I think there are many organizations that pass the Tea Test, but probably many more that fail. These organizations don’t necessarily share all the faults of CAI as laid out by Krakauer and others, but they wouldn’t fare much better in this situation, because they say something for one audience that was never intended to get back to the others.

I hope the idea of the Tea Test — reading a translated copy of that material to the people it’s describing — will be helpful for donors and nonprofiteers alike. As a former online fundraiser I know I’ve broken this rule, and as a donor I’ve found things appealing that I probably should have reacted strongly against. I’m going to try to do better.

Update: I’ve posted a slightly revised (and I hope easier to remember) version of the Tea Test on a permanent page here.

April

18

2011

3 Comments Add Yours ↓

The upper is the most recent comment

  1. 1

    So, if we reduce it down, is it all about manipulation? The manipulation of donors, of the public, of the intended beneficiaries? Sometimes manipulation with an honorable intent – to raise money, to draw attention to crisis and suffering and wrongs, and ultimately to better the lives of the intended beneficiaries. But I so often cringe at messages I see from the community benefit world for the very reasons you suggest – would the intended beneficiaries read these messages the same way we would? I’ve personally thought of it as “the cringe factor” and I try to use it in every possible walk of life: I don’t, for instance, put anything in social media or emails that could make anyone else cringe to read it. And I believe it should be practiced by all nonprofits within the organization (could the board read ANYTHING that a staff member wrote to another staff member ?) and most certainly to donors. How many organizations could say that any major donor would be glad to see the file with comments or research done on them?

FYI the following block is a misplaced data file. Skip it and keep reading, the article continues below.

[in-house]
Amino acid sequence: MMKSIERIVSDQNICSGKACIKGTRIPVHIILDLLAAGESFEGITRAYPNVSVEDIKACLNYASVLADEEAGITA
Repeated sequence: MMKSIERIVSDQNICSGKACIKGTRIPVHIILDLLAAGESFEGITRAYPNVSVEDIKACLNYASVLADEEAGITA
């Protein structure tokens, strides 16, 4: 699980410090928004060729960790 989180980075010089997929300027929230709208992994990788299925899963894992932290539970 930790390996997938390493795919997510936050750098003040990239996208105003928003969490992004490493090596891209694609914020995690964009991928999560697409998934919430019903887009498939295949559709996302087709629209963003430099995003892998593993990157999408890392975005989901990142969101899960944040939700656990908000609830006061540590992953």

But your Tea Test goes even further in looking at the very people around whom the third sector is organized, and putting respect for them at the center. It’s one of the best ideas I’ve seen – and so simple – to keep the focus on dignity.

  2. 2

    I like it: and it’s a good summary of what I do with my research and the papers I write, though it has kind of become second nature and I don’t have to think about it so explicitly anymore. Thanks for breaking it down.

  3. 3

    Thanks Alexandra. I don’t think deep down it’s all about manipulation… but a lot of it is. I think a lot of the dishonesty comes from ignorance (real or perceived) of the donors rather than saying anything about the beneficiaries. Unfortunately I think a lot of that ignorance is real, and that it really isn’t possible to raise just as much money without using some of those tactics. I think most organizations aren’t willing to forgoe the revenu and do the right thing. Also, I think there are organizations that typically do quite well — PIH comes to mind — but that they are exceptions, and that it’s difficult to call the whole industry to that standard when those organizations’ reputations are in part about rising above what other groups do.